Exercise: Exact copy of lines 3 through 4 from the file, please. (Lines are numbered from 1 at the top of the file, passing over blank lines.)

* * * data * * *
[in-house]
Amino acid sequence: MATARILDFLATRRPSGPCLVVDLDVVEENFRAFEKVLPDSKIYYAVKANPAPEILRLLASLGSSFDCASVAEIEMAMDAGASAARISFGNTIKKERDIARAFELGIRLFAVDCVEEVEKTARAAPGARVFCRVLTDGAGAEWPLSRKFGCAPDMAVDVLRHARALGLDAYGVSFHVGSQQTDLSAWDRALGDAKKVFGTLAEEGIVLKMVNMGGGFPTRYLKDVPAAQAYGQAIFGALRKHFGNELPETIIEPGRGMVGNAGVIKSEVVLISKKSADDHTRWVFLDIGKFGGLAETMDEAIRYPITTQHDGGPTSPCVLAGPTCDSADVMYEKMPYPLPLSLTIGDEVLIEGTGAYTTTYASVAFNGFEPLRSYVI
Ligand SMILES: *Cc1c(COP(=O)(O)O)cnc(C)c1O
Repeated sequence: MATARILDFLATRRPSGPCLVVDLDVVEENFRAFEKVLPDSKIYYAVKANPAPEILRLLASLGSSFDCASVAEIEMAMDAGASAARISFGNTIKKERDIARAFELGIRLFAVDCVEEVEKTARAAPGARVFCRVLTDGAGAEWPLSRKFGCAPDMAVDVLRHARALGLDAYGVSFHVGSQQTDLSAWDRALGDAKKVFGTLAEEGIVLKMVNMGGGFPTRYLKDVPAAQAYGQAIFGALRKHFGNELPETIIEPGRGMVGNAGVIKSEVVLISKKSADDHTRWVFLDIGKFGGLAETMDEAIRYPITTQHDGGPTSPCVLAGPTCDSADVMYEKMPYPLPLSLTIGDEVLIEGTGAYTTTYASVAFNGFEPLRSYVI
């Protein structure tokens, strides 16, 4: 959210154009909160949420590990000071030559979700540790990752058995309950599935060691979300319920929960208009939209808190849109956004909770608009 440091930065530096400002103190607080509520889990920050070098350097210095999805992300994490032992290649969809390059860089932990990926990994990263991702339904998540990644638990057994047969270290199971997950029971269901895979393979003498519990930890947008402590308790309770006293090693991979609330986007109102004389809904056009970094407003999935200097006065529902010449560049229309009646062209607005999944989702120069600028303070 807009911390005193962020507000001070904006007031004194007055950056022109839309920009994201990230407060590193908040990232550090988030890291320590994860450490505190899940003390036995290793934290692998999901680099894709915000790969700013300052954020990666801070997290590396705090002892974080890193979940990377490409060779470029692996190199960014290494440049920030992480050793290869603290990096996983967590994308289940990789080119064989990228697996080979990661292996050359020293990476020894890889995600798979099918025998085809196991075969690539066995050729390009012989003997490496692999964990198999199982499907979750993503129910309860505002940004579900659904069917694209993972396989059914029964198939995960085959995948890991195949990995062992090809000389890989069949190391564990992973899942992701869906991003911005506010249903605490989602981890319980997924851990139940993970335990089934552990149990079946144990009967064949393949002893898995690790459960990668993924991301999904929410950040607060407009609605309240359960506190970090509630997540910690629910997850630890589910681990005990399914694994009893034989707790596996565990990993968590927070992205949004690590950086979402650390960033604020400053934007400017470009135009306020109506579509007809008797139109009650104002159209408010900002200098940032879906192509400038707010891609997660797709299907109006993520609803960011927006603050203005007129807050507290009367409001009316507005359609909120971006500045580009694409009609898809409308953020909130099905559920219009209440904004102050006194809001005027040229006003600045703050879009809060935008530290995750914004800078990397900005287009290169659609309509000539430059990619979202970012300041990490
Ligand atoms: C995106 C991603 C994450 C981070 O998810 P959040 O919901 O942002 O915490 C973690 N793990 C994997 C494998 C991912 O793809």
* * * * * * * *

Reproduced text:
Ligand SMILES: *Cc1c(COP(=O)(O)O)cnc(C)c1O
Repeated sequence: MATARILDFLATRRPSGPCLVVDLDVVEENFRAFEKVLPDSKIYYAVKANPAPEILRLLASLGSSFDCASVAEIEMAMDAGASAARISFGNTIKKERDIARAFELGIRLFAVDCVEEVEKTARAAPGARVFCRVLTDGAGAEWPLSRKFGCAPDMAVDVLRHARALGLDAYGVSFHVGSQQTDLSAWDRALGDAKKVFGTLAEEGIVLKMVNMGGGFPTRYLKDVPAAQAYGQAIFGALRKHFGNELPETIIEPGRGMVGNAGVIKSEVVLISKKSADDHTRWVFLDIGKFGGLAETMDEAIRYPITTQHDGGPTSPCVLAGPTCDSADVMYEKMPYPLPLSLTIGDEVLIEGTGAYTTTYASVAFNGFEPLRSYVI